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Breakfast with Frost
On Sunday, 10 August 2003, Breakfast with Frost featured an interview with the Shadow Chancellor Michael Howard, MP

Michael Howard MP
"Culture of duplicity and deceit goes right to the top"

Michael Howard attacked what he called the government's "culture of duplicity and deceit".

Talking about the so-called "dodgy dossier" which formed part of the case for war with Iraq, Mr Howard told Peter Sissons;

"We need to know how many other untruths we were told".

"This culture of duplicity and deceit goes right to the top," he continued. "We have had it for years. Tony Blair has known about it for years.

"Tony Blair has condoned it for years ... What people are increasingly coming to realise is that we have a Prime Minister who is a stranger to the truth and a Government that is rotten to the core."

Turning to his own party, Mr Howard acknowledged the Conservatives had not done "anything like enough" to win the next General Election.

Further progress needed

He agreed that the Tories needed to be "much further ahead" in the opinion polls to stand a chance of ousting the government.

"We have got a lot more work to do and we are indeed working hard to show people that the policies that we will put in place will make their lives better - will actually improve the public services, improve their health care, improve education, make people feel safe in their streets and in their homes and even enable them to get around more economically and conveniently than they do now."

Anglicans split?

Also on the programme, the evangelical Archbishop of Sydney, Peter Jensen, talked about the row over gay clergy which is threatening to split the Anglican church, following the election of a practising homosexual as a bishop in the United States.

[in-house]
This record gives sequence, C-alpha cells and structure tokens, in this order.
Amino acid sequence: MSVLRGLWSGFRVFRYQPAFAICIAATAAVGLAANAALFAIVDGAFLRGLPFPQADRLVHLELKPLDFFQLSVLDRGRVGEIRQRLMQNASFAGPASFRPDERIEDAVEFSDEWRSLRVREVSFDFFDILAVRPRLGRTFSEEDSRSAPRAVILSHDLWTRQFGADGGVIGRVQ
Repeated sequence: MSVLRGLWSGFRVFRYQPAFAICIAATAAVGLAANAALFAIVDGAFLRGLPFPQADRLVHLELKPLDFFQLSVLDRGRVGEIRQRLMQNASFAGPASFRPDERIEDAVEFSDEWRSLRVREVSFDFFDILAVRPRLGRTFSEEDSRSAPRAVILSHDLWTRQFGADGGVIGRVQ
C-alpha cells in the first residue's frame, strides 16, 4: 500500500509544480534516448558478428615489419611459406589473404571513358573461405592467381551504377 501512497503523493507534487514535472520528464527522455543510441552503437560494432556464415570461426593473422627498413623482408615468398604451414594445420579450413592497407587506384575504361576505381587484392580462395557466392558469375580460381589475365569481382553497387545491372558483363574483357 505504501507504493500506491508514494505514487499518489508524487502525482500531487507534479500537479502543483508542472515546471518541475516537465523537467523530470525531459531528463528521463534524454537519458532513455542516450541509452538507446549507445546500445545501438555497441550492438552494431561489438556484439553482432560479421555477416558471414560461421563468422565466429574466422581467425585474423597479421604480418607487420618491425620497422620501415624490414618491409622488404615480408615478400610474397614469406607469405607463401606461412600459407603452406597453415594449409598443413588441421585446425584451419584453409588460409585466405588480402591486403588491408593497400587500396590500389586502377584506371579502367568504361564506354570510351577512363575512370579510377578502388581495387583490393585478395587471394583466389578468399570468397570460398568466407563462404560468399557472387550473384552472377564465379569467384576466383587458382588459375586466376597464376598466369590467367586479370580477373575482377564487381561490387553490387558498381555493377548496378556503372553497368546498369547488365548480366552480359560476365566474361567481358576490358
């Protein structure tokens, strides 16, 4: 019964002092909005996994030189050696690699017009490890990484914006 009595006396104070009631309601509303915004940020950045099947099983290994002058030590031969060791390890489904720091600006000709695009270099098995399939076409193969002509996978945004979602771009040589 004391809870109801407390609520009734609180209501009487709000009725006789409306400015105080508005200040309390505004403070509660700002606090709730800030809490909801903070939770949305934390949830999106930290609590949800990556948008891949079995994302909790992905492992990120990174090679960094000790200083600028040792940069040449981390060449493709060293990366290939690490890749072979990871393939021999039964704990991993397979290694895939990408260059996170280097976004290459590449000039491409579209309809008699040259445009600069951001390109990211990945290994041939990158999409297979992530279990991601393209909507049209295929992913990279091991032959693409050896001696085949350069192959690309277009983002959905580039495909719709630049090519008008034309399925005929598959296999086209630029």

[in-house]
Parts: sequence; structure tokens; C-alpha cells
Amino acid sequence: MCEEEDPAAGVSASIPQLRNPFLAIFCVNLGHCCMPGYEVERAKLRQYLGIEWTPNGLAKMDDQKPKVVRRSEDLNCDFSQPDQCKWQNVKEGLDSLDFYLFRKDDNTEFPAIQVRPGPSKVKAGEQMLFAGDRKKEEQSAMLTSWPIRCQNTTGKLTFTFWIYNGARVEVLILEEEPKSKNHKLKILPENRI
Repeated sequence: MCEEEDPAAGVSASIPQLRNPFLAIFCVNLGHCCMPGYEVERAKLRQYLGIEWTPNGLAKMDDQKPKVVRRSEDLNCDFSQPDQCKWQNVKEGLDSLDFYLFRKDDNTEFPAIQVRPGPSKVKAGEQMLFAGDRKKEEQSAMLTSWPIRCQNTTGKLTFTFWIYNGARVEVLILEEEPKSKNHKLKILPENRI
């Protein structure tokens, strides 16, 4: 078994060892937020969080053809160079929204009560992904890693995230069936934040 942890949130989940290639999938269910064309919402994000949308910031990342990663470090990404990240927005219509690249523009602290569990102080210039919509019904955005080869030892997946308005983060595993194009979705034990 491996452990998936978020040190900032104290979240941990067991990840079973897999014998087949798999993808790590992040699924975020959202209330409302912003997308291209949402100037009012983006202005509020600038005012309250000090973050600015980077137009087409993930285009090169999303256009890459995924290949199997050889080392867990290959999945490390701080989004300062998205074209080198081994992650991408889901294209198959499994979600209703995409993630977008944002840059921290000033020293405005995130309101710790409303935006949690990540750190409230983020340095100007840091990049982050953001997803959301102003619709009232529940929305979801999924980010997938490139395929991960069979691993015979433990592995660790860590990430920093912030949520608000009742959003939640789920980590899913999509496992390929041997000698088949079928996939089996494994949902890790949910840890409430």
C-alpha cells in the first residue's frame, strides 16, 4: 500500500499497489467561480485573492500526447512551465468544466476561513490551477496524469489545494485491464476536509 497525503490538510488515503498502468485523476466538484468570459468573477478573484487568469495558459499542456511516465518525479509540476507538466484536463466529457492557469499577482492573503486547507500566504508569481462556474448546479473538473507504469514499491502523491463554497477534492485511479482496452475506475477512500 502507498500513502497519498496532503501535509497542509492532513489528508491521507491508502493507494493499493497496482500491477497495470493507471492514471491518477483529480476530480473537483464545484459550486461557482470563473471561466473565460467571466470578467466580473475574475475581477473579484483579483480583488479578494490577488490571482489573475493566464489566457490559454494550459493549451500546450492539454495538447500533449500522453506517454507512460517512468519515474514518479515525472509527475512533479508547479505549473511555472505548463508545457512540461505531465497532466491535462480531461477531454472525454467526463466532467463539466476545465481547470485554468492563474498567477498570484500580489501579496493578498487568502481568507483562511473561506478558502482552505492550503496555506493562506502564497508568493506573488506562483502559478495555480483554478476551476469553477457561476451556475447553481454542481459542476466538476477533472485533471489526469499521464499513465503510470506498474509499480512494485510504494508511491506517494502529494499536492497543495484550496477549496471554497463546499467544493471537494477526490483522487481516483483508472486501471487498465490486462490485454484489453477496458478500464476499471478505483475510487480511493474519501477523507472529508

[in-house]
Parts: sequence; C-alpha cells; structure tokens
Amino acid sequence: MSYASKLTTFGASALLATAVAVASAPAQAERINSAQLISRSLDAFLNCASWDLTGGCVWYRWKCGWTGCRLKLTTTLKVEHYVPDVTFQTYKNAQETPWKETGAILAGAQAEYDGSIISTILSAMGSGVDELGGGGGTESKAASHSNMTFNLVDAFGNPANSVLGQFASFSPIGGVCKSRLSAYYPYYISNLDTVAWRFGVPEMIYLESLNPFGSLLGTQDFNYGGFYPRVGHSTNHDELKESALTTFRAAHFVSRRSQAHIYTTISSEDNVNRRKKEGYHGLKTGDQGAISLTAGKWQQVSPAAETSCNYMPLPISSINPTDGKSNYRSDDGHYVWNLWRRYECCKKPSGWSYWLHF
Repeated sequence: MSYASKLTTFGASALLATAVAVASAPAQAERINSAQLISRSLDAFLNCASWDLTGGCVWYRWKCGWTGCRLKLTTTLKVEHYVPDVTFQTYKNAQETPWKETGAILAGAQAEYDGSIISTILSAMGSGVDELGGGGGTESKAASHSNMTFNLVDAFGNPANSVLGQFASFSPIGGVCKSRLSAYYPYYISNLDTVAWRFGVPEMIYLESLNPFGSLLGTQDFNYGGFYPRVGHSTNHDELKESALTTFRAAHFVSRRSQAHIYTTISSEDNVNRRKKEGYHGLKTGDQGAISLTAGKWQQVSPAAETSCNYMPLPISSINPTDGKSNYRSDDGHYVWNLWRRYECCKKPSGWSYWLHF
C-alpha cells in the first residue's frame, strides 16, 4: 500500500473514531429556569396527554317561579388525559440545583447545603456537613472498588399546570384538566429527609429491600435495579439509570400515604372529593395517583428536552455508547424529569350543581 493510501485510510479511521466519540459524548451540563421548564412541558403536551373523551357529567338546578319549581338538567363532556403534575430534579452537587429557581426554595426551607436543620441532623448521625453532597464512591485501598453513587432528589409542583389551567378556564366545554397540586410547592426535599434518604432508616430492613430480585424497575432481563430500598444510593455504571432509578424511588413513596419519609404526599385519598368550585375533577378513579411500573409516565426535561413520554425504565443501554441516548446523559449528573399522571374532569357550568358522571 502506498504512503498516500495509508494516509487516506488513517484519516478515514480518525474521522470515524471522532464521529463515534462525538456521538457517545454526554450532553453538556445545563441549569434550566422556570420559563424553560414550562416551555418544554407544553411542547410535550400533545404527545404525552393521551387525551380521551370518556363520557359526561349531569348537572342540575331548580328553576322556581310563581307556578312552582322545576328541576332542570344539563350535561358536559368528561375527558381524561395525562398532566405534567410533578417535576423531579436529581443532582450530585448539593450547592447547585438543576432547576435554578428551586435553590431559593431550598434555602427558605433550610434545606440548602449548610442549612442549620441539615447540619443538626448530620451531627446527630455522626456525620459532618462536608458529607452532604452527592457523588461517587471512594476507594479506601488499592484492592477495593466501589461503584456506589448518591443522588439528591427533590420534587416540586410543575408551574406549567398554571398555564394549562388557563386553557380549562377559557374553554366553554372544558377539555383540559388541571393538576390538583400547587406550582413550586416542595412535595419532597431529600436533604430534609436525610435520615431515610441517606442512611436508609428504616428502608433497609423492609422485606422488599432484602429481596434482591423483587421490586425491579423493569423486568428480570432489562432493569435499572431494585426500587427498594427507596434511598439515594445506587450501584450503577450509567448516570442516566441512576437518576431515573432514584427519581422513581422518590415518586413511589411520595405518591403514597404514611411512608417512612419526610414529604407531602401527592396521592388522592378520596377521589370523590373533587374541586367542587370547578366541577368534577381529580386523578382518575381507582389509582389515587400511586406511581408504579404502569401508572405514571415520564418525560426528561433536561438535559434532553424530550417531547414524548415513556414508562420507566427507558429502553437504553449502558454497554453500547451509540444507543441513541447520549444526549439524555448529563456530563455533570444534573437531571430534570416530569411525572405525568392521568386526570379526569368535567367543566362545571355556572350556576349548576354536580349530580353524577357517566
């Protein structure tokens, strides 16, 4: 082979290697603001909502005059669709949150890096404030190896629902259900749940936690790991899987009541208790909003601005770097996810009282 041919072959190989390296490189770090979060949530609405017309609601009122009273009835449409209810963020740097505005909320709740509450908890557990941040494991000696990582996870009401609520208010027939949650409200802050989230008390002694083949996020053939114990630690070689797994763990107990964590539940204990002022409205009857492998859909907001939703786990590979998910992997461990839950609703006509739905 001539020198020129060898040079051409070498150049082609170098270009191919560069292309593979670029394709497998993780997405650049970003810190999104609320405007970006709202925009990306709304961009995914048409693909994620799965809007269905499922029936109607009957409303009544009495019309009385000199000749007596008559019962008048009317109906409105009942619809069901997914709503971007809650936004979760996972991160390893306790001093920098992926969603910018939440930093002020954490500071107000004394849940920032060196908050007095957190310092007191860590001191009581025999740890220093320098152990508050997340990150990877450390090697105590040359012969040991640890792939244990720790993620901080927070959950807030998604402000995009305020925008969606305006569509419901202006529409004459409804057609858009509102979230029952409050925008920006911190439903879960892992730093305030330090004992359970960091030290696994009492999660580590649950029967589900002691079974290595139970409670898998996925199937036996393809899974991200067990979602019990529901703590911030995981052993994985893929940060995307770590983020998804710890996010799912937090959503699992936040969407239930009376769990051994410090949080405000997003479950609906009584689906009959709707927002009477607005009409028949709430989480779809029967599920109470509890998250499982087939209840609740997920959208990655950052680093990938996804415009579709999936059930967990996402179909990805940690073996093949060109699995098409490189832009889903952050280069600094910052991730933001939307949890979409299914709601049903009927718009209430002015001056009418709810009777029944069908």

Archbishop Jensen said he wanted safeguards for congregations unhappy at the decision.

"They need Episcopal oversight which will deliver.

"And by delivering I mean protection of property, a guarantee of ministry and recognition that the protesting parties are authentically in their Anglican communion.

"We mustn't pussyfoot around with weak solutions," he said.

But the liberal Archbishop of Cape Town, Njungonkulu Ndungane told Peter Sissons that the election of Gene Robinson as Bishop of New Hampshire had been "very transparent and very democratic" and should be respected.

"We are autonomous provinces which lay out how we govern ourselves and therefore we've got to understand and accept the integrity of each province," he said.

Climate change?

Helen Young, BBC's senior weather forecaster
Helen Young, BBC's senior weather forecaster

The programme also included a discussion about the current heat wave with the BBC's senior weather forecaster, Helen Young; Sir Crispin Tickell - who has advised successive governments on climate change; and the founder of the Eden Project, Tim Smit.

The former Conservative MP Teresa Gorman and Dr Richard Sullivan of Cancer Research UK debated the latest evidence supporting fears that taking hormone replacement therapy increases a woman's risk of breast cancer.

The papers were reviewed by Saira Shah and Michael Brown
The papers were reviewed by Saira Shah and Michael Brown

The Surrey batsman and former England cricketer Mark Ramprakash gave his thoughts on how the current Test team should prepare for their next clash with South Africa.

And the newspapers were reviewed by the writer and documentary maker, Saira Shah, and the political columnist, Michael Brown.


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